Mortality, lifestyle and socio-economic status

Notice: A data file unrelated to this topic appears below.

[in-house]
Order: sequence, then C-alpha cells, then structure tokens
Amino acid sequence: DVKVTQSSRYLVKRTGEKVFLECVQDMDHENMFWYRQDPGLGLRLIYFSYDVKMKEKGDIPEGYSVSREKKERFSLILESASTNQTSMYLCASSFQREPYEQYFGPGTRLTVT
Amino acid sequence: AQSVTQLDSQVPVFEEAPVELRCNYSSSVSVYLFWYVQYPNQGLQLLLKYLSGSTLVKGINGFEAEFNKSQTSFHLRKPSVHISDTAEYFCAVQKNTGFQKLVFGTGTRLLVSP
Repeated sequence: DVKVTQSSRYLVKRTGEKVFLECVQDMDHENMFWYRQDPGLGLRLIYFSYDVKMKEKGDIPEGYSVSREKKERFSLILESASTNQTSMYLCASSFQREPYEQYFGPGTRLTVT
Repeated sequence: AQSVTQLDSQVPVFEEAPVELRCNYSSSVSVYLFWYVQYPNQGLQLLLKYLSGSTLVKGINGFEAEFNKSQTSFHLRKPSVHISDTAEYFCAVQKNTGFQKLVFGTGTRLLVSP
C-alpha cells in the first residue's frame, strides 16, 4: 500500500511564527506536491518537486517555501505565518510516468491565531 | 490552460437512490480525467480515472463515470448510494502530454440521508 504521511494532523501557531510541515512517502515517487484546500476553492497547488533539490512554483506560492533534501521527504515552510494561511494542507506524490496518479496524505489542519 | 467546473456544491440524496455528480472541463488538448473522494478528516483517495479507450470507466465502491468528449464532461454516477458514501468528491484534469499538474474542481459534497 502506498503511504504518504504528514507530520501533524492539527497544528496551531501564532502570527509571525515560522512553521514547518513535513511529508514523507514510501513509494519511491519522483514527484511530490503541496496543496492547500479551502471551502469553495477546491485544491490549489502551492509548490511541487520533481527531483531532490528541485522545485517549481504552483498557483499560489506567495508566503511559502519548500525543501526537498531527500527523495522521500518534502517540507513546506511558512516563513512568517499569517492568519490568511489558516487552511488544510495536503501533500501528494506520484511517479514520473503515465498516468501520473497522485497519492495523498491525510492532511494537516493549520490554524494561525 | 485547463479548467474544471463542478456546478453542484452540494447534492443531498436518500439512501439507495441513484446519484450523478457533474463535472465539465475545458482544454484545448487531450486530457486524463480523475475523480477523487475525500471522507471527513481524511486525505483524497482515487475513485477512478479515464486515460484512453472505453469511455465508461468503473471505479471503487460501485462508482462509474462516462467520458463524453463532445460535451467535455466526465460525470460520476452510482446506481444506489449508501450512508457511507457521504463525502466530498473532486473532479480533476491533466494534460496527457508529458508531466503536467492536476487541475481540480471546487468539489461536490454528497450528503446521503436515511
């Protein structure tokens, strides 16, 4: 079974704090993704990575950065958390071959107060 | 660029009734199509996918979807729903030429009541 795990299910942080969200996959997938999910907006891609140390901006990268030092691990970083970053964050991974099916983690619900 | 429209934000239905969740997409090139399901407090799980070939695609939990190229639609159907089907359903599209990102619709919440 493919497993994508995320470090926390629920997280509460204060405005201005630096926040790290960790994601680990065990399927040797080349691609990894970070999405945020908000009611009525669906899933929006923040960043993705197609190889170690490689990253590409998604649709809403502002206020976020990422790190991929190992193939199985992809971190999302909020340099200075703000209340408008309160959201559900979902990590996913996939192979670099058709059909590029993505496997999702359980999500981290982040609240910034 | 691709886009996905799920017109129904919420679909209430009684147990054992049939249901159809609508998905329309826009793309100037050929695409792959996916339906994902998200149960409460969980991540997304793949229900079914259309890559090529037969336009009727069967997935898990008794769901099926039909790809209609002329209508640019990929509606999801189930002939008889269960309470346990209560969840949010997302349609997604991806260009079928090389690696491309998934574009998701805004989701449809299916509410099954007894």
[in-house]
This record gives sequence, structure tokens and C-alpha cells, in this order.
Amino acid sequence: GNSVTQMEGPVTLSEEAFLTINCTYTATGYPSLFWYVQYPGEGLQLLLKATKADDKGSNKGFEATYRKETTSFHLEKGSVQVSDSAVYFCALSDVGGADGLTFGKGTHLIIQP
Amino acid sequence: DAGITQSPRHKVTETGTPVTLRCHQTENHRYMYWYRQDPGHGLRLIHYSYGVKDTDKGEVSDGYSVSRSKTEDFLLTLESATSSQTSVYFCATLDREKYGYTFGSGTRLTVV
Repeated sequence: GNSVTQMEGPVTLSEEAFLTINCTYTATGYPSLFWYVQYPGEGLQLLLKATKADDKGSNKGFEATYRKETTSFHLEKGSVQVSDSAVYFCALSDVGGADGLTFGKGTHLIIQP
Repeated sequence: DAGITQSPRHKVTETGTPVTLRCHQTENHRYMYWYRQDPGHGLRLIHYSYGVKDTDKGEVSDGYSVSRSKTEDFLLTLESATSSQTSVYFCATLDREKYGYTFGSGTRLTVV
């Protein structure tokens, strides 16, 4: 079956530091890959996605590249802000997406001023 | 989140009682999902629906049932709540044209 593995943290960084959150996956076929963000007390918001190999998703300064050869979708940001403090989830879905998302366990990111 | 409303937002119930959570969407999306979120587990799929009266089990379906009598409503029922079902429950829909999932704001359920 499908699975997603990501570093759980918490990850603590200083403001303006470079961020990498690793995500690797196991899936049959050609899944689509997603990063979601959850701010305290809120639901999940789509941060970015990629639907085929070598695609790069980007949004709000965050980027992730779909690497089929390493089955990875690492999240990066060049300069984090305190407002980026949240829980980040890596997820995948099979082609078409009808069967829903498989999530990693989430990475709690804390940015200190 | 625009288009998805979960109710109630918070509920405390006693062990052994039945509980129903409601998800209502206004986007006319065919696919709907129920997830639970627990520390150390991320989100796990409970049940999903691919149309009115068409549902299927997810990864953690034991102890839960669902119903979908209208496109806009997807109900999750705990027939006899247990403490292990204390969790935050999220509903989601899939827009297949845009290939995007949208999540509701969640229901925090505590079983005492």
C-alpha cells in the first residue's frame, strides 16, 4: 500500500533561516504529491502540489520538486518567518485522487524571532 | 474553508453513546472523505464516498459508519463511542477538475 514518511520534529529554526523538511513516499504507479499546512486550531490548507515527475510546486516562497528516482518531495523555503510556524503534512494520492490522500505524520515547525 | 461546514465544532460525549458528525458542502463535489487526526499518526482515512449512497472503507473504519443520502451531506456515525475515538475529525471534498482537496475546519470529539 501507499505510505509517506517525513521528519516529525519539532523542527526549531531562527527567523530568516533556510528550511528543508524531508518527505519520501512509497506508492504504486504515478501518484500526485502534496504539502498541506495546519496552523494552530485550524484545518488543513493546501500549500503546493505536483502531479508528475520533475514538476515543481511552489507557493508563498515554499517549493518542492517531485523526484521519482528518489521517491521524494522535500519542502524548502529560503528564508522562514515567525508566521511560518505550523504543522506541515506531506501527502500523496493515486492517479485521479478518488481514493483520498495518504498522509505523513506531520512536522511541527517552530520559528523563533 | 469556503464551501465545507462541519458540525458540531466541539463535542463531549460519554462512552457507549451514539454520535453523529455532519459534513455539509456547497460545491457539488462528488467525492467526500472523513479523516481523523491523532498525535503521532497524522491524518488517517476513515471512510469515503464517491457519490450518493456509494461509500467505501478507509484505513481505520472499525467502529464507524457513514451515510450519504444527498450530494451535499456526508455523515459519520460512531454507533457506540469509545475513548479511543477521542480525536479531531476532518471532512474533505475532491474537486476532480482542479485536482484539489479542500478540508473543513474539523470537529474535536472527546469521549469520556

This paper uses the British Health and Lifestyle Survey (1984-1985) data and the longitudinal follow-up of May 2003 to investigate the de- terminants of premature mortality risk in Great Britain and the con- tribution of lifestyle choices to socio-economic inequality in health. A behavioural model, which relates premature mortality to a set of observ- able and unobservable factors, is considered. We focus on unobservable individual heterogeneity and endogeneity a®ecting the mortality equa- tion. A maximum simulated likelihood (MSL) approach for a multivari- ate probit (MVP) is used to estimate a recursive system of equations for mortality, morbidity and lifestyles. In order to detect inequality in the distribution of health within the population and to calculate the con- tribution of socio-economic factors, we compute the Gini coe±cient for overall health inequality. A decomposition analysis for predicted mor- tality shows that, after allowing for endogeneity, lifestyles contribute strongly to inequality in mortality, reducing the direct role of socio- economic status. This contradicts the view, which is widely held in epidemiology, that lifestyles make a relatively minor contribution to ob- served socio-economic gradients in health.
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